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PhilosophersNotes(61)

  • Maximum Achievement Strategies and Skills That Will Unlock Your Hidden Powers to Succeed

    by Brian Tracy

    As with all of Brian Tracy’s books, this one is ridiculously packed with wisdom. He wrote it 25 years ago (25 years into his journey as a teacher). It’s based on a training program he created called The Psychology of Achievement that he taught to 1 million+ people. It’s a dense, 350-page encyclopedia of Big Ideas to help us jumbo crush it. Big Ideas we explore: the 7 ingredients of success, the Law of Substitution, mining your acres of diamonds, 7 questions that can change your life, moving from positive thinking to positive knowing, treating excusitis, and the secret sauce of achievement (hint: it’s love).

  • The Way to Love The Last Meditations of Anthony de Mello

    by Anthony de Mello

    This is a tiny little pocket book featuring thirty-one inspiring, challenging meditations on how to love by Anthony de Mello, a mystical Jesuit priest who also wrote the great book Awareness that we cover. The book is a powerful, challenging look at how to break free from our conditioning, reprogram our minds and truly love. Big Ideas we explore include what it means to love, enjoying the symphony of life (by no longer clinging or renouncing), the art of looking (How are you THAT?), how to create freedom to make a fool of yourself, plus effort, effortlessness and fun.

  • The Miracle of Mindfulness An Introduction to the Practice of Meditation

    by Thich Nhat Hanh

    Written in 1975, The Miracle of Mindfulness is one of Thich Nhat Hanh’s earliest books. It was originally written as a long letter to one of his main staff members in South Vietnam—encouraging him during very challenging times to continue their work of “engaged Buddhism.” It’s beautifully written and packed with wisdom. Big Ideas we explore include what qualifies as a miracle (hint: it’s ALL a miracle), choosing to sit or stand but avoiding the wobble, how to balance on top of a bamboo pole and three questions to ponder.

  • Existentialism Is a Humanism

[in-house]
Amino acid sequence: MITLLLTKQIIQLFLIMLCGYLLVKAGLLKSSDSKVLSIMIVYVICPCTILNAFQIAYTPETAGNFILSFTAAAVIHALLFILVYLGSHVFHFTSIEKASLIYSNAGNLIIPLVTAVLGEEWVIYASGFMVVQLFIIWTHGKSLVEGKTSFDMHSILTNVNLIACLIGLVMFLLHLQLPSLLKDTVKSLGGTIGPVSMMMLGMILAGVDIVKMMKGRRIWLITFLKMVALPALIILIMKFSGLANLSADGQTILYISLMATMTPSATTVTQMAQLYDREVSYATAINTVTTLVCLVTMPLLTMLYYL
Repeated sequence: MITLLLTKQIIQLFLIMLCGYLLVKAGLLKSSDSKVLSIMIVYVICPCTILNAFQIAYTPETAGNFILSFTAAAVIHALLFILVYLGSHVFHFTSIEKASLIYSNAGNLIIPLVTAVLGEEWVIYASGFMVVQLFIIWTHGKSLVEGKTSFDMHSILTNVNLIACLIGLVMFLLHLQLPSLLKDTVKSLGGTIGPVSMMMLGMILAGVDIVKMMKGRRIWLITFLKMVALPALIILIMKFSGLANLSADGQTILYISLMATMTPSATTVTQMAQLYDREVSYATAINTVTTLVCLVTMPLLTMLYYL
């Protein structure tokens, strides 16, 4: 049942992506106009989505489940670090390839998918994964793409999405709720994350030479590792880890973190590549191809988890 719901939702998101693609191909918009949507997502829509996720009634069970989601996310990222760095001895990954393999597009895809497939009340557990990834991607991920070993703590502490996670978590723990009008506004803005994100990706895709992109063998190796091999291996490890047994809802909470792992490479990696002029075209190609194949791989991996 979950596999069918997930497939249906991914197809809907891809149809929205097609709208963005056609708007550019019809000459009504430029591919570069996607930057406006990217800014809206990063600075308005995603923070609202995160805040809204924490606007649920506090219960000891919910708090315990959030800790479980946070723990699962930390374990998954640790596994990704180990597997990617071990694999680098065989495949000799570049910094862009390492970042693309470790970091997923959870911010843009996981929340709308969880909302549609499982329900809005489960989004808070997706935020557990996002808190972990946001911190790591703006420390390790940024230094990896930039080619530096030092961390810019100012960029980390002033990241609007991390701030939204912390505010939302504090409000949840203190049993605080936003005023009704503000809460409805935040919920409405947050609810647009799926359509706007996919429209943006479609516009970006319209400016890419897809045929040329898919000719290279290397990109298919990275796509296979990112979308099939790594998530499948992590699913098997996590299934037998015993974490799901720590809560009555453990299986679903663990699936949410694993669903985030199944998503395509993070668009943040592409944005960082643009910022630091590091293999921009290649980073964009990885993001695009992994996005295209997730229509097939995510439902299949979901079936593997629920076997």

by Jean-Paul Sartre

    Jean-Paul Sartre was a French philosopher, novelist, playwright, and critic. He was a leading intellectual of the 20th century and the leading proponent of existentialism. This short book is a transcript of a speech Sartre gave in 1945 to address many of the critics of existentialism. It’s a *remarkably* lucid, concise exposition on the primary tenets of existentialism—even more remarkable given the fact that Sartre gave this lecture without notes. Big Ideas we explore: Anguish + its antidote, passion vs. choice, quietism vs. commitment, the stern optimism of existentialism and moral choices as a work of art.

  • Thoughts of a Philosophical Fighter Pilot

    by James Stockdale

    Vice Admiral James Stockdale is an American hero. Stockdale spent nearly eight years as a prisoner of war in North Vietnam. He spent four of those years in solitary confinement and was repeatedly tortured. He was the commanding officer of hundreds of other U.S. soldiers and received the Medal of Honor for his service beyond the call of duty. This is an incredibly inspiring look at the powerful mind and equally powerful moral commitment of a hero. Big Ideas we explore: Being our brother’s keeper, chiseling our integrity to achieve delight with life, courage as endurance of the soul and heroes vs. bums.

  • Leading an Inspired Life

    by Jim Rohn

    Jim Rohn was one of the 20th century’s leading personal development gurus—influencing everyone from Tony Robbins to Darren Hardy. He wrote and taught in a simple, conversational, down-to-earth style. Reading this book feels like sitting down and having an inspiring chat with one of the best old-school coaches out there. Big Ideas we explore include the formula for success (+ the 2 easies), how to unlock your potential, character = chisel, and the key to perseverance.

  • The Common Denominator of Success Laws of Leadership, Volume IX

    by Albert E.N. Gray

    This is a dinky little pamphlet of a book based on a speech Albert E.N. Gray gave to a group of Prudential Life insurance agents back in 1940. It’s packed with goodness and is uber-popular. In this Note, we define The Common Denominator of Success, identify the power of purpose and the fact that your future is formed by your habits.

  • Creating Affluence

    by Deepak Chopra

    This is a tiny book. Like super tiny. But, it’s also packed with a bunch of great Big Ideas. We explore the root of the word affluence, the two goddesses of wealth (and which one to chase!), the most important question for affluence, seeing failure as feedback + stepping stones, and creating unbending intent.

  • The Relaxation Response The classic mind/body approach that has helped millions conquer the harmful effects of stress.

    by Herbert Benson

    Originally published in 1975, this is an old-school classic on the science of meditation. Herbert Benson, MD, has been a Professor at Harvard Medical School and a leading figure in the mind/body movement for decades. Benson was the first to scientifically establish the significant positive effects of meditation. He called it the “Relaxation Response.” Big Ideas we explore: Fight-or-flight vs. Relaxation responses, how to elicit the relaxation response, the placebo effect (is powerful!), and the power of focus.

  • Golf Is Not a Game of Perfect

    by Bob Rotella

    This book is not only a golf/sports psychology classic, but a great primer on approaching life with the right mindset. If you’re into golf, you’ll love it. Big Ideas we explore include: Being an expander rather than a shrink, smaller targets leading to greater focus, the importance of your short game (in golf AND in life), fear vs. nervousness, paying a caddie to berate you and expectations: the good and the bad.

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